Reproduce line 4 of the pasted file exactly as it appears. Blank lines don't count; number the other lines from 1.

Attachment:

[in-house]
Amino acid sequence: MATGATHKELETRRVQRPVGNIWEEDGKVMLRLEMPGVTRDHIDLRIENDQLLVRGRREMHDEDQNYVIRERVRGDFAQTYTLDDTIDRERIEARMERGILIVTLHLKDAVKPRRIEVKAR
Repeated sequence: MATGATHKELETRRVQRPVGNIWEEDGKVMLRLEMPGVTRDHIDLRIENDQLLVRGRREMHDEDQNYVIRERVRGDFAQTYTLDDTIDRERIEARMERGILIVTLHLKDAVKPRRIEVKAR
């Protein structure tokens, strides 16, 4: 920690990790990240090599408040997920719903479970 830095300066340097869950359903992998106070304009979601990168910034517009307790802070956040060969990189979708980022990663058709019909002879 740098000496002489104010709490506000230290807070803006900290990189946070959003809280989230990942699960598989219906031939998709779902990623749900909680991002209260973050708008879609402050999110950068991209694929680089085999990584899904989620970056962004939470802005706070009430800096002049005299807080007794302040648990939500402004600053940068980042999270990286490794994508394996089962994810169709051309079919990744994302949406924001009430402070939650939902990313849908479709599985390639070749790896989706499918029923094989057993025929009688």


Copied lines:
């Protein structure tokens, strides 16, 4: 920690990790990240090599408040997920719903479970 830095300066340097869950359903992998106070304009979601990168910034517009307790802070956040060969990189979708980022990663058709019909002879 740098000496002489104010709490506000230290807070803006900290990189946070959003809280989230990942699960598989219906031939998709779902990623749900909680991002209260973050708008879609402050999110950068991209694929680089085999990584899904989620970056962004939470802005706070009430800096002049005299807080007794302040648990939500402004600053940068980042999270990286490794994508394996089962994810169709051309079919990744994302949406924001009430402070939650939902990313849908479709599985390639070749790896989706499918029923094989057993025929009688």